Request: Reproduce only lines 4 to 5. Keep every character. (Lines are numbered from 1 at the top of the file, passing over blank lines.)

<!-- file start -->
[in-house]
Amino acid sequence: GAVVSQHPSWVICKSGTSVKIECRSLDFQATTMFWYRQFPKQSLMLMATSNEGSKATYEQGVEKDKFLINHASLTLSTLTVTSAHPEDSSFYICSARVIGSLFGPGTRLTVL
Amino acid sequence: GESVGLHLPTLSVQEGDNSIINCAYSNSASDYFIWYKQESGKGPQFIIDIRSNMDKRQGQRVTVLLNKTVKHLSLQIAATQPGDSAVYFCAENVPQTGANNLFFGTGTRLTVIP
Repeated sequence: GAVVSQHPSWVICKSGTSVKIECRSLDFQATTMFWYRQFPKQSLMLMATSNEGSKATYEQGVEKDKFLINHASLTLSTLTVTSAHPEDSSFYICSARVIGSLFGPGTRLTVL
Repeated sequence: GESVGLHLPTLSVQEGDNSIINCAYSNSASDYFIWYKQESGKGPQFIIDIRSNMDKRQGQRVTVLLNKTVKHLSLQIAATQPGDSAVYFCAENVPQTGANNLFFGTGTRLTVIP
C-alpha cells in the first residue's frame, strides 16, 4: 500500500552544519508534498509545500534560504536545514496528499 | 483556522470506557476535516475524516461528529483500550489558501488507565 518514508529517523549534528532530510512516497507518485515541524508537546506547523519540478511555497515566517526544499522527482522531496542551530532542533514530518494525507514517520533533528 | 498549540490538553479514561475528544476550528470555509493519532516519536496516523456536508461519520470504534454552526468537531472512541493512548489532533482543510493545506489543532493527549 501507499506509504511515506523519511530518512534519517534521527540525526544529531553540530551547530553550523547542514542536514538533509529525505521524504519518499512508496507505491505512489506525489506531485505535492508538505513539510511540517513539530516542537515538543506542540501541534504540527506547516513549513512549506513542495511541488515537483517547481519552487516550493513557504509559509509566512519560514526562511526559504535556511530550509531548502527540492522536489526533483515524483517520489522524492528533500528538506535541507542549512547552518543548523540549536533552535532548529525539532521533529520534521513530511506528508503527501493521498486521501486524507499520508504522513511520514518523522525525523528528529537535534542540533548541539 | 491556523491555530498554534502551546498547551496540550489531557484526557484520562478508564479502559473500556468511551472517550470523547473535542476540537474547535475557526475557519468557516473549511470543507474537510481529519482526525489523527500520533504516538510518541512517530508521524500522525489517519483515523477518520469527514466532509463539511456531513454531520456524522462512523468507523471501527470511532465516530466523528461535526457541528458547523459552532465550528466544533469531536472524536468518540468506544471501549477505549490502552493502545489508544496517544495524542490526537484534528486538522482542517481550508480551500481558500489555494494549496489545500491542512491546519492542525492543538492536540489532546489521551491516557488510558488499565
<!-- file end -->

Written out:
Repeated sequence: GAVVSQHPSWVICKSGTSVKIECRSLDFQATTMFWYRQFPKQSLMLMATSNEGSKATYEQGVEKDKFLINHASLTLSTLTVTSAHPEDSSFYICSARVIGSLFGPGTRLTVL
Repeated sequence: GESVGLHLPTLSVQEGDNSIINCAYSNSASDYFIWYKQESGKGPQFIIDIRSNMDKRQGQRVTVLLNKTVKHLSLQIAATQPGDSAVYFCAENVPQTGANNLFFGTGTRLTVIP